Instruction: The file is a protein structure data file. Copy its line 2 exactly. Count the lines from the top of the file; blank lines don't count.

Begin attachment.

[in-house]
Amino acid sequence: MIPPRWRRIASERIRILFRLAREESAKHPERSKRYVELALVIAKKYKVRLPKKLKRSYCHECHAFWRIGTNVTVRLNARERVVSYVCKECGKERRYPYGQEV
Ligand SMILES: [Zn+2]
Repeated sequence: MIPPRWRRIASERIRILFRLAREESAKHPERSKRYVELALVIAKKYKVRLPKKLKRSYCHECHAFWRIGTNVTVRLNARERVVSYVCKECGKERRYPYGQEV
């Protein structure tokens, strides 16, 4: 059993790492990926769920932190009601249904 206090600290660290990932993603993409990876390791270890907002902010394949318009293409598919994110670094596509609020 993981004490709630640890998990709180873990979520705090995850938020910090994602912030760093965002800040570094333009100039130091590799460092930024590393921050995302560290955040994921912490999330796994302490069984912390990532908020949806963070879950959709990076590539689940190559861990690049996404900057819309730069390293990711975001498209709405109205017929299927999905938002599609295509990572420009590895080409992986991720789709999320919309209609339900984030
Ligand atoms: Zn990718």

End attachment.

Amino acid sequence: MIPPRWRRIASERIRILFRLAREESAKHPERSKRYVELALVIAKKYKVRLPKKLKRSYCHECHAFWRIGTNVTVRLNARERVVSYVCKECGKERRYPYGQEV